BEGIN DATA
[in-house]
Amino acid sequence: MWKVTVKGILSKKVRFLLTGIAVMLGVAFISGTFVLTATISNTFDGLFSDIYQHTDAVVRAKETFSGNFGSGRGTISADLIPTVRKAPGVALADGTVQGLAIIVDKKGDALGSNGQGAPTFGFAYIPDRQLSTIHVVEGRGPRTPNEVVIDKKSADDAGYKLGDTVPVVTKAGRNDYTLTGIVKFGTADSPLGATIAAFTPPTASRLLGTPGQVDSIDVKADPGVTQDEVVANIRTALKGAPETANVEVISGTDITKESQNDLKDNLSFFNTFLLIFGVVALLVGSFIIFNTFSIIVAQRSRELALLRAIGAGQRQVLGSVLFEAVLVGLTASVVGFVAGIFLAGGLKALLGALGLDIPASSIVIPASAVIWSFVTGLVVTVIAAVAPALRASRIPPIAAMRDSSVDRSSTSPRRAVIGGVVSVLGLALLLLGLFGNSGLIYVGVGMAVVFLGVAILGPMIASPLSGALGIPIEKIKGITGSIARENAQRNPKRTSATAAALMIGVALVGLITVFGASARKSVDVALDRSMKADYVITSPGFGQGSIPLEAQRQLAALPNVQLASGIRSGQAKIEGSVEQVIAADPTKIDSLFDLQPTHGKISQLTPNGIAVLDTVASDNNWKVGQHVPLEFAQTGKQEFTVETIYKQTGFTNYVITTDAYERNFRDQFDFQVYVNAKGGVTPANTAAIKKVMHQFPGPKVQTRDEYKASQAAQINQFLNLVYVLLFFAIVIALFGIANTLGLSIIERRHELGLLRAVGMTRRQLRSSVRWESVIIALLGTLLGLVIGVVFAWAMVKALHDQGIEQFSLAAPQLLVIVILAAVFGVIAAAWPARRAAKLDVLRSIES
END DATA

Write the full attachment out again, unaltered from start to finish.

[in-house]
Amino acid sequence: MWKVTVKGILSKKVRFLLTGIAVMLGVAFISGTFVLTATISNTFDGLFSDIYQHTDAVVRAKETFSGNFGSGRGTISADLIPTVRKAPGVALADGTVQGLAIIVDKKGDALGSNGQGAPTFGFAYIPDRQLSTIHVVEGRGPRTPNEVVIDKKSADDAGYKLGDTVPVVTKAGRNDYTLTGIVKFGTADSPLGATIAAFTPPTASRLLGTPGQVDSIDVKADPGVTQDEVVANIRTALKGAPETANVEVISGTDITKESQNDLKDNLSFFNTFLLIFGVVALLVGSFIIFNTFSIIVAQRSRELALLRAIGAGQRQVLGSVLFEAVLVGLTASVVGFVAGIFLAGGLKALLGALGLDIPASSIVIPASAVIWSFVTGLVVTVIAAVAPALRASRIPPIAAMRDSSVDRSSTSPRRAVIGGVVSVLGLALLLLGLFGNSGLIYVGVGMAVVFLGVAILGPMIASPLSGALGIPIEKIKGITGSIARENAQRNPKRTSATAAALMIGVALVGLITVFGASARKSVDVALDRSMKADYVITSPGFGQGSIPLEAQRQLAALPNVQLASGIRSGQAKIEGSVEQVIAADPTKIDSLFDLQPTHGKISQLTPNGIAVLDTVASDNNWKVGQHVPLEFAQTGKQEFTVETIYKQTGFTNYVITTDAYERNFRDQFDFQVYVNAKGGVTPANTAAIKKVMHQFPGPKVQTRDEYKASQAAQINQFLNLVYVLLFFAIVIALFGIANTLGLSIIERRHELGLLRAVGMTRRQLRSSVRWESVIIALLGTLLGLVIGVVFAWAMVKALHDQGIEQFSLAAPQLLVIVILAAVFGVIAAAWPARRAAKLDVLRSIES